Bringing Home Your Adopted Baby
In most cases, you will be able to bring your baby home directly from the hospital after he or she is discharged. It depends on the laws in the birthmother’s state and how far away you live from the hospital.
Many states require a certain amount of time to pass before the adoptive parents can take their baby out of the area or the state. Many adoptive families do not live in the same state as their birthmother, so they often make arrangements to stay in a local hotel or extended-stay facility until their attorney gives them clearance to take the baby home. Here’s how to be prepared for bringing your baby home.
Baby's First Car Ride
Before you’re ready to leave the hospital, be sure you have a properly installed car seat in your car. Every state requires parents to have a car seat before leaving the hospital with their baby.
The Essential Supplies
Be sure you have the essential baby care items ready for when you get home. The basics include:
- Diapers and wipes
- Burp rags
- Bottles and formula
- Swaddle blankets
- Baby clothes
Baby’s First Doctor’s Appointment
Schedule your baby’s first doctor’s appointment as soon as possible after birth. Many hospitals have pediatricians on call who examine newborns before they are discharged. After you get home, however, you’ll want the regular pediatrician you’ve chosen to see your baby as soon as possible.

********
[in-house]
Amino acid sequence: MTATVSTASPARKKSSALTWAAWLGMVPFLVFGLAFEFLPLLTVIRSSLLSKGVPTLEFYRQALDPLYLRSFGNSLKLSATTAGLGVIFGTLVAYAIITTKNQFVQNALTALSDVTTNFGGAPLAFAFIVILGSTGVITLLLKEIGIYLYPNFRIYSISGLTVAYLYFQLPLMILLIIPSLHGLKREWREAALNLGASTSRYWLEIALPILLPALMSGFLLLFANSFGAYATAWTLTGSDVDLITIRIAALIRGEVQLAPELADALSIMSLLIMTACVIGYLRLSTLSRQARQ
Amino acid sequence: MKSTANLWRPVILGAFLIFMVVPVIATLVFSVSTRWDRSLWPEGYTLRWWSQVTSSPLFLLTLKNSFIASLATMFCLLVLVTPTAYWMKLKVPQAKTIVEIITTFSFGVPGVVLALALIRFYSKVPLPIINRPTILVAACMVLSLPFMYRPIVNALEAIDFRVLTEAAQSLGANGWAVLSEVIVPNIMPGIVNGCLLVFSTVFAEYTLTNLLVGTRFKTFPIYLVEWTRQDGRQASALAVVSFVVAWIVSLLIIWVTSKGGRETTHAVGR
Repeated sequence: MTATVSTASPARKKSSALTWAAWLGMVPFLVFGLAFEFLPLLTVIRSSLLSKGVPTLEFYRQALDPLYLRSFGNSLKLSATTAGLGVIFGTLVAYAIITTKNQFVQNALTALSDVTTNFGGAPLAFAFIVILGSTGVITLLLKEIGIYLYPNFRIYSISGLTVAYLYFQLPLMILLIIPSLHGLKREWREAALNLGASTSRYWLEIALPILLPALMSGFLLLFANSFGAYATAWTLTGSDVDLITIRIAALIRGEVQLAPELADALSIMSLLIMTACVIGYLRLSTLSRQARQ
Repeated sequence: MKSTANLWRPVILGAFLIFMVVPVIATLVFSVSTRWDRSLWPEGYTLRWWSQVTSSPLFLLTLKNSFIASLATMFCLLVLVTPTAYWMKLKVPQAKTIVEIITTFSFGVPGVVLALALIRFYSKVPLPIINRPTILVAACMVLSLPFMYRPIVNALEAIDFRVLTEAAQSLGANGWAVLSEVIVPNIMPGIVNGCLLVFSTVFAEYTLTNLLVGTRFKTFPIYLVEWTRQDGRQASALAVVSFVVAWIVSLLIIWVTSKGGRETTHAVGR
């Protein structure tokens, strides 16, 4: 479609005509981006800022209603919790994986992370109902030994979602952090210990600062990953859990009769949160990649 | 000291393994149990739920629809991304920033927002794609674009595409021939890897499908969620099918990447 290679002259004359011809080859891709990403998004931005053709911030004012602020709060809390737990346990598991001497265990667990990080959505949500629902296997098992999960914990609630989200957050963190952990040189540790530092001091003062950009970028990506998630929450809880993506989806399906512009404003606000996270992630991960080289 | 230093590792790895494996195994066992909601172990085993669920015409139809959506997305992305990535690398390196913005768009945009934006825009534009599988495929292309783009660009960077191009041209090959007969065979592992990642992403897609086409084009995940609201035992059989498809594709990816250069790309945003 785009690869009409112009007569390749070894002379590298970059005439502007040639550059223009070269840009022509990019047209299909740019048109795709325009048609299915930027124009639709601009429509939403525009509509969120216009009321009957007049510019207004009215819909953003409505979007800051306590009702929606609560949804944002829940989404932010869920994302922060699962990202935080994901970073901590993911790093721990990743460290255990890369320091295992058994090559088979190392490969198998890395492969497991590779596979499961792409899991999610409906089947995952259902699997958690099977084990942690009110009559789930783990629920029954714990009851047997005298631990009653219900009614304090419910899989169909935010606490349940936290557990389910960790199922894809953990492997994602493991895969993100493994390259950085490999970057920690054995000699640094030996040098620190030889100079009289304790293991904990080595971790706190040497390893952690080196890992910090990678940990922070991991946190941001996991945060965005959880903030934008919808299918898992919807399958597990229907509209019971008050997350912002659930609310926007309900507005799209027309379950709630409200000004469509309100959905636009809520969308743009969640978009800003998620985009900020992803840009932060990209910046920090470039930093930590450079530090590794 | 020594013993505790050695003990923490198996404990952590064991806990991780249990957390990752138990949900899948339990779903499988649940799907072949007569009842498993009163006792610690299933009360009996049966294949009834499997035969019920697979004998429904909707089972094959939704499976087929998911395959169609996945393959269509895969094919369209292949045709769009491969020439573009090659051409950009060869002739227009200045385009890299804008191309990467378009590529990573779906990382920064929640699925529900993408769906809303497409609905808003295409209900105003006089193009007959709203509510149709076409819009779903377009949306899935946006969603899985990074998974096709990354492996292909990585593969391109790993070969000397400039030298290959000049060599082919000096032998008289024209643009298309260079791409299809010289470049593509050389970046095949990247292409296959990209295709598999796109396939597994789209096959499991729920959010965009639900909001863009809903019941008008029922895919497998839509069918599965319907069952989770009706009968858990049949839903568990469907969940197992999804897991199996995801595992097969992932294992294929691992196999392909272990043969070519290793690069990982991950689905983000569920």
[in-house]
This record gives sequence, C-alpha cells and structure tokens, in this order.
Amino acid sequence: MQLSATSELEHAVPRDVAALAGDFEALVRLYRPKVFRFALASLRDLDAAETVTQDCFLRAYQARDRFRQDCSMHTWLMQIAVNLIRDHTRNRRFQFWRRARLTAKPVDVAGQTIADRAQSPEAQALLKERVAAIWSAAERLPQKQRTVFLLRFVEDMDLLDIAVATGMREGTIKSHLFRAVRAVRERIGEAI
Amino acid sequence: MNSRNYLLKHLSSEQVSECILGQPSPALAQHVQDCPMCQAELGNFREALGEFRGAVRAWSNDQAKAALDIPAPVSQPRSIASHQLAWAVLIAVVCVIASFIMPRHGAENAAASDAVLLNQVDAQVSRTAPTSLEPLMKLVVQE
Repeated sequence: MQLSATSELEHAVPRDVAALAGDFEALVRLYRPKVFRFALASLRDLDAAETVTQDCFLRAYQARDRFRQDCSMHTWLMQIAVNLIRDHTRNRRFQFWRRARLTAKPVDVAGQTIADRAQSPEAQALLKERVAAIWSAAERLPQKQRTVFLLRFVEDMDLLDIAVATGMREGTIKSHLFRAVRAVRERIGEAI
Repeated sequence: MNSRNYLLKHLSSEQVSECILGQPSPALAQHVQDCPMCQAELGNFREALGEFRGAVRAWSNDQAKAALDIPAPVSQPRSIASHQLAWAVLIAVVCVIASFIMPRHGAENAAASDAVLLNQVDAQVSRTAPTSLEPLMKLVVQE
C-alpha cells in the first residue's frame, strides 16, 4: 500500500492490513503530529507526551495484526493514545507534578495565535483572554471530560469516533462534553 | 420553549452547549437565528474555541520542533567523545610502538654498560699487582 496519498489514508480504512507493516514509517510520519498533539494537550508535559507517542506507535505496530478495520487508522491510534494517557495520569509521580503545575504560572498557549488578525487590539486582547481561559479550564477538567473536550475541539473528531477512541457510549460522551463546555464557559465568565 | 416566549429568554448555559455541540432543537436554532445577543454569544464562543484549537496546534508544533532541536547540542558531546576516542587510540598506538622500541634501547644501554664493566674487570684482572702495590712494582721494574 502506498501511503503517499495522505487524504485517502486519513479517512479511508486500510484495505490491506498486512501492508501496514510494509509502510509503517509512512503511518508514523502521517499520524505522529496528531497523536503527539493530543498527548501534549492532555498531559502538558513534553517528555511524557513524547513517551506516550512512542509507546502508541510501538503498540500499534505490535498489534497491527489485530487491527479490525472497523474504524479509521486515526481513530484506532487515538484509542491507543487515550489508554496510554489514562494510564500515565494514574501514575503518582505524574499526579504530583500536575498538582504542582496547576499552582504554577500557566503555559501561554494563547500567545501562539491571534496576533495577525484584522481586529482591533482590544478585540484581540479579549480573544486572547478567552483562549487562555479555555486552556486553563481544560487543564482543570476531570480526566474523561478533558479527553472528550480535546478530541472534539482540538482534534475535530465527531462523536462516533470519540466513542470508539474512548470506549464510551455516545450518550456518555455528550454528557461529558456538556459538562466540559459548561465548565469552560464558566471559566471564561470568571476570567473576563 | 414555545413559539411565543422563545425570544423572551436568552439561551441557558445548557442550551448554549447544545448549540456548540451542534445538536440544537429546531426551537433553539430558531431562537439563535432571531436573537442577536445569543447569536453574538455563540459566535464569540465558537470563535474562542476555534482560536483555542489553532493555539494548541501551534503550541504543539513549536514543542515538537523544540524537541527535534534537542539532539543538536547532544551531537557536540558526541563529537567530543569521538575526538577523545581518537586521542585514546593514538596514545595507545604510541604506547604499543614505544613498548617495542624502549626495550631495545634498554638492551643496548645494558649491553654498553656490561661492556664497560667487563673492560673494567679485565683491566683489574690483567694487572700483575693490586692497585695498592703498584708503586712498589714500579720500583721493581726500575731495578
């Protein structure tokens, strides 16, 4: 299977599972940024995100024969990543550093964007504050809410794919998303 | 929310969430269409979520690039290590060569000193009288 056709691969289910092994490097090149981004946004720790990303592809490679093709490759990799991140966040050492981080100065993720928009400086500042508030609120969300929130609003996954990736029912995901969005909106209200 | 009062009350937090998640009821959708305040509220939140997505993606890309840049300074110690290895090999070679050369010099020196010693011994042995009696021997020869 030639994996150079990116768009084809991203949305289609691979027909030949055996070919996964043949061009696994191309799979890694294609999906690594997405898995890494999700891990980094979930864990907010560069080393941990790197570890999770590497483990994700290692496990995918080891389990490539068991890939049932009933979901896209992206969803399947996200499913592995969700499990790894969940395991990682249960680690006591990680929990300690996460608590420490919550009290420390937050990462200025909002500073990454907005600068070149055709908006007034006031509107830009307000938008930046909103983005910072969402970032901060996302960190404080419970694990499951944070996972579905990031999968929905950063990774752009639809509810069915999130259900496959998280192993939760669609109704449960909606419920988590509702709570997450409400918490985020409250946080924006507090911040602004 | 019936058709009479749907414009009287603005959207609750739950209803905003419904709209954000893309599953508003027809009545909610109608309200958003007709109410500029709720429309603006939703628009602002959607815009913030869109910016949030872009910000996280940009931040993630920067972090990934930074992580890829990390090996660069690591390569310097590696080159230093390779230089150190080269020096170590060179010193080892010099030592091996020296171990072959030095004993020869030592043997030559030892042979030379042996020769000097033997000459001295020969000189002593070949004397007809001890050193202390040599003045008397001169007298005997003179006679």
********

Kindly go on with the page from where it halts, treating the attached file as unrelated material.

Introduce Baby to Friends and Family
After you bring home your new baby, you might be flooded with requests from family, friends, and coworkers to come and see your little angel. Don’t be shy about limiting the number and frequency of visitors. If anyone is sick, ask them to wait until they are feeling better before visiting. Your baby’s immune system will not have fully developed yet. For the same reason, don’t hesitate to ask visitors to wash their hands before touching or holding your baby.
Introduce Baby to Siblings
If you have other children at home, there will probably be an adjustment period after you bring home your new baby. Don’t be surprised if your other children show signs of jealousy. Be sure to spend some quality one-on-one time with your other children. Encourage them to help you care for their new little brother or sister. Many older siblings are thrilled to do so and will quickly get over their feelings of jealousy and uneasiness.
Introducing Baby to Furry Friends
If you have a dog or cat at home, you’ll need to introduce the baby to them as well. To start, have them smell one of the baby’s blankets or clothing items. Then slowly introduce them to the baby. Don’t leave your baby alone with your pets until they’ve become accustomed to all the changes.
You might be concerned about bonding with your new baby. You don’t need to be! When it comes to attachment, adopted newborns develop a bond with their adoptive parents just as they would their biological parents.
Your New Life With a Newborn
It will take a little while to get used to life at home with your newborns. Like the great majority of new parents, you will suffer from a lack of sleep to some degree. And you might not find the time to keep up with basic household chores. Don’t be shy about asking your family and friends for help. Most will be more than happy to lend a hand. Whenever your baby is napping, catch a quick nap, take a shower, or just sit and relax. Anything you can do to recharge will help a great deal.